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May 26, 1976

Alvin A. Adams and Gloria C. Adams, Plaintiffs
The United States of America, Defendant

Bonsal, District Judge.

The opinion of the court was delivered by: BONSAL


BONSAL, District Judge:

 Plaintiffs Alvin A. Adams and Gloria C. Adams, as owners of the premises at 40 John Alden Road, New Rochelle, County of Westchester, New York (the "premises"), instituted this action in New York Supreme Court, Westchester County, pursuant to Article 15 of the New York Real Property Actions and Proceedings Law (McKinney Supp. 1975) and 28 U.S.C. § 2410, seeking judgment enjoining the defendant United States from seizing the premises; declaring that plaintiffs are the lawful owners "vested with an absolute and unincumbered [sic] title in fee"; and awarding allowances, costs and disbursements to plaintiffs. On or about March 10, 1976, plaintiffs served the United States with an order requiring it to show cause why a preliminary injunction should not issue and temporarily staying it from seizing the premises. On March 19, 1976, the United States removed the action to this Court. 28 U.S.C. § 1444. On March 29, 1976, the United States noticed a motion for summary judgment dismissing the complaint. On April 12, 1976 after oral argument on both motions, the Court denied plaintiffs' motion for preliminary injunction on the parties' stipulation that the United States would not seize the premises pending disposition of this motion for summary judgment.

 On February 28, 1975, plaintiffs purchased the premises, the home in which they now reside, from Olivette Severino by deed recorded in the Westchester County Clerk's Office on March 4, 1975. On June 14, 1974, prior to plaintiffs' purchase, U.S. LIFE Title Insurance Company of New York conducted a title search of the premises on behalf of plaintiffs and examined the Federal tax lien index ("Index") in the Westchester County Clerk's Office (the place designated by statute for filing notices of federal tax liens on real property located in Westchester County (N. Y. Lien Law § 240(1) (McKinney Supp. 1975)). The title search revealed that one John A. Severino owned the premises until May 17, 1963 when he conveyed title to his wife, Virginia Severino, who conveyed title to Olivette Severino sometime after August 20, 1973. The title search also revealed that seven notices of federal tax liens ("Notices") had been recorded on the Index between July 19, 1965 and August 20, 1973 against John Severino for non-payment of federal taxes. No Notices were recorded under the name of Virginia Severino. As Virginia, not John, was the record owner of the premises at the time the Notices against John were recorded by the County Clerk, the United States did not acquire a lien on the premises as a result of these seven Notices. Accordingly, on February 28, 1975, a title insurance policy was issued to plaintiffs by U.S. LIFE Title Insurance Company of New York.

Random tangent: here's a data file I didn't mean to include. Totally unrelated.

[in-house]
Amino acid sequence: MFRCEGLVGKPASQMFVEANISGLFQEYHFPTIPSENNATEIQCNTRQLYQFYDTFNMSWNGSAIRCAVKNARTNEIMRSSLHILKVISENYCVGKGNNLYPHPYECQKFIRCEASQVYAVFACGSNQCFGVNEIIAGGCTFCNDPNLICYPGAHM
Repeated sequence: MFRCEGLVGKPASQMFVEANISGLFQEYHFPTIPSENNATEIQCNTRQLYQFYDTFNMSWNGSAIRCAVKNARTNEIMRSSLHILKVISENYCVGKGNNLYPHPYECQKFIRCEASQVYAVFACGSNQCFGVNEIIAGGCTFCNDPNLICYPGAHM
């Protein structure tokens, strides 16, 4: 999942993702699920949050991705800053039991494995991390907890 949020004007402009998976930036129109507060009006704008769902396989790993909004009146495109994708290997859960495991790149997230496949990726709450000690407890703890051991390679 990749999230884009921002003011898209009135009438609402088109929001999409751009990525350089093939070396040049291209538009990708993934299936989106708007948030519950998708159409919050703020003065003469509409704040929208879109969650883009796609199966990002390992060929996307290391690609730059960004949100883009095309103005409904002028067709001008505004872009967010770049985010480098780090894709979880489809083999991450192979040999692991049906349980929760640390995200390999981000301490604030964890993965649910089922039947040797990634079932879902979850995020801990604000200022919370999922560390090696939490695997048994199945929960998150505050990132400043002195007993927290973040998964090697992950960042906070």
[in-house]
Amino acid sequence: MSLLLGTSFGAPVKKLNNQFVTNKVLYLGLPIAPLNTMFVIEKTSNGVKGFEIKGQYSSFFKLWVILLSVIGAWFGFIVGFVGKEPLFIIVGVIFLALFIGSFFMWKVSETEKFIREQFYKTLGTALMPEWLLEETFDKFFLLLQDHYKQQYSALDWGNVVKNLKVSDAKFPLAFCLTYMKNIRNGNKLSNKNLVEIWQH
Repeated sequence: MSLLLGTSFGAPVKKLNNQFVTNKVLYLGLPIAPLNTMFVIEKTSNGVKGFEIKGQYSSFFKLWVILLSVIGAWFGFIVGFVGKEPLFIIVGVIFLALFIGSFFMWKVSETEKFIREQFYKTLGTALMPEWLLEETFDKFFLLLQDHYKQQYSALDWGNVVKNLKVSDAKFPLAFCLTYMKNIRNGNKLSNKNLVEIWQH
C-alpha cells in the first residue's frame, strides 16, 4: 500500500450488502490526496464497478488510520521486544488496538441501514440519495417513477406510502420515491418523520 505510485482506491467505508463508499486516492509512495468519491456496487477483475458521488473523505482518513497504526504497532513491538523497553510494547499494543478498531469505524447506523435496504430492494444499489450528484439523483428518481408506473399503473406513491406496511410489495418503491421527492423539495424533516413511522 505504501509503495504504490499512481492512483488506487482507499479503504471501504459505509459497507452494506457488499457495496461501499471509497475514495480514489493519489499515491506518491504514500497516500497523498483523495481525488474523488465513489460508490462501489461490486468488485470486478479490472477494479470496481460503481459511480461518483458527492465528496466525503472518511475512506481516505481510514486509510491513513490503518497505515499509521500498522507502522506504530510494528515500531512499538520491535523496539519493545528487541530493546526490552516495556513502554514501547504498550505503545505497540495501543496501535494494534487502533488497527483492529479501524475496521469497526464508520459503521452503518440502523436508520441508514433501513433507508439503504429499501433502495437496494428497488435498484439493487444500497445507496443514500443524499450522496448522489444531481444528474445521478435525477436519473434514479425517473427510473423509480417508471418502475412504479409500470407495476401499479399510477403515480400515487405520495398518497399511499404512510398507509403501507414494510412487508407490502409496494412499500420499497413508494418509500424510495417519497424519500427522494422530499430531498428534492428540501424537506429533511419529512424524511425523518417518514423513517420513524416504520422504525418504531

It seems, however, that the County Clerk erroneously failed to record on the Index four other Notices of federal tax liens which the Internal Revenue Service of the United States ("IRS") filed against Virginia Severino between December 2, 1968 and September 23, 1970 and refiled on September 26, 1974, for non-payment of taxes. There is no dispute that these four Notices were properly presented to the County Clerk's office since copies were returned to the IRS bearing the County Clerk's stamp indicating the date and time each was received.

 On or about June 9, 1975, U.S. LIFE Title Insurance Company of New York, as agent for plaintiffs, was served with a notice of levy on the premises in favor of the United States, as authorized by 26 U.S.C. § 6331. After unsuccessful conferences with the IRS, plaintiffs instituted this action.

 Defendant moves for summary judgment dismissing the complaint on the ground that the Notices against Virginia Severino which it presented to the County Clerk in 1968, 1969 and 1970 create a property interest in the premises superior to plaintiffs' interest obtained by their purchase of the premises on February 28, 1975.

 There is no dispute that, prior to plaintiffs' purchase, the United States filed the Notices; that the County Clerk failed to record them in the Index; that the United States was unaware of this, having received receipted copies of its Notices; and that plaintiffs had no knowledge of the Notices at the time of their purchase of the premises.

 The sole issue presented is the priority between the interests of the parties where the County Clerk failed to record the Notices in the Index. There appear to be no genuine questions of material fact.

 The Internal Revenue Code ("Code") sets forth the circumstances under which a federal tax lien may arise:


"If any person liable to pay any tax neglects or refuses to pay the same after demand, the amount . . . shall be a lien in favor of the United States upon all property and rights to property, whether real or personal, belonging to such person." 26 U.S.C. § 6321

 As against purchasers of the property subject to a federal tax lien, the Code provides in section 6323 that:


"(a) . . . The lien imposed by section 6321 shall not be valid as against any purchaser . . . until notice thereof which meets the requirements of subsection (f) has been filed by the Secretary or his delegate.


* * *


"(f) Place for filing notice; form. --


"(1) Place for filing. -- The notice referred to in subsection (a) shall be filed --


"(A) Under State Laws. --


"(i) Real property. -- In the case of real property, in one office within the State (or the county, or other governmental subdivision), as designated by the laws of such State, in which the property subject to the lien is situated. . . ."